ACADEMIC PUBLISHING: 4 WAYS TO UNDERSTAND JOURNAL RANKINGS
Graduates of Trident’s Ph.D. programs are trained to become independent researchers. As students work towards the completion of their dissertation, they collaborate closely with University faculty who help to guide the development of research skills.
A goal of many graduates is not just to successfully defend their dissertation, but also to see it published in an academic journal. Research that is published in a peer-reviewed journal is a formal recognition of a scholar’s contribution to the public body of knowledge for his or her chosen field.
Not all journals are created equal. Students and alumni alike should be aware of the types of journals out there – many are quite good and can be great CV-builders, while there are some that need to be avoided.
- Rankings: All journals are ranked, and the most prestigious ones accept less than 10% of submissions. To get tenure at a top university, professors need to consistently get published in the highest-ranked journals.
- How is a Journal Ranked?: Rankings are done a few ways based on citation activity, but one of the most well-known methods is the Impact Factor. This figure is reached through simple math: take the total number of times a journal’s articles were cited during the previous two years and divide it by the total number of citable articles in the journal during those two years. In the social sciences, an impact factor above 1 is reputable and above 5 is considered outstanding. Some high quality natural science journals have impact factors in the double digits.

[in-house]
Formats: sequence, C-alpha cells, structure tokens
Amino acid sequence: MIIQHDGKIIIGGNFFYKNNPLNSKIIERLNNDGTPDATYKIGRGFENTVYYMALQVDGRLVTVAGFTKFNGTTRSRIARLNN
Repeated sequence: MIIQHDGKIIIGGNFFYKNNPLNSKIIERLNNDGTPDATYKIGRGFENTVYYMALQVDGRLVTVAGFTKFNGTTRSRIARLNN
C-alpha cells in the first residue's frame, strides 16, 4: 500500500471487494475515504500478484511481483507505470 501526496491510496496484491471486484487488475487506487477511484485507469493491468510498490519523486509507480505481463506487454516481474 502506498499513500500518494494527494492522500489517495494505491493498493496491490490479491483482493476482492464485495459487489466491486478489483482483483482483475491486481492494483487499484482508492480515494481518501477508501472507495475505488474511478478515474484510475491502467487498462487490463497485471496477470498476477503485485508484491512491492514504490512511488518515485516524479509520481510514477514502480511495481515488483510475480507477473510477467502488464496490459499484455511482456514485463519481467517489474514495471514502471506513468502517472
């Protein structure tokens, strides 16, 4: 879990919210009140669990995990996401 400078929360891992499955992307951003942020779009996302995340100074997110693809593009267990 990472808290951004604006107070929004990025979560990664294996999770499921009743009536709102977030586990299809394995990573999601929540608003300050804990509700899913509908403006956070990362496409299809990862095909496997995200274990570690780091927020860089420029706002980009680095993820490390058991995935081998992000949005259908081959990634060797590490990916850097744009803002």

Most high quality journals do not charge submission fees. There are some exceptions though such as some accounting and finance journals, which charge a consideration fee up to $300. For these journals, this is a normal practice and is done so only the best research is submitted.
- Other Journal Rankings:
- Cabell’s Directory – All journals listed in this directory are considered reputable.
- Anne-Wil Harzing compiles a list of journals at harzing.com.
- SCImago (scimajojr.com) and Google Scholar show journal rankings for every discipline using metrics like Impact Factor or a more complex h-index citation metric.
- Predatory Journals: There has been a major growth in online-only journals. While some are reputable, many are scams and will accept any paper for a large submission fee. Keep an eye out for them, especially those that solicit through spam email. Avoid any journal listed on Beall’s list of predatory journals, and be cautious with any journal that charge fees only for accepted papers.
Learn more about this subject in our Culture of Research and Education (CORE) webinar, “Publishing in the Academic World,” hosted by Dr. Indira Guzman and featuring panelists Dr. Qin Sun and Dr. Joshua Shackman. Dr. Shackman, who presented the section on journal rankings, is serves as Department Chair, Finance, Economics, and Accounting, at Trident. He earned a Ph.D. in Economics from the University of California, Los Angeles (UCLA) and has had 15 articles published in peer-reviewed journals.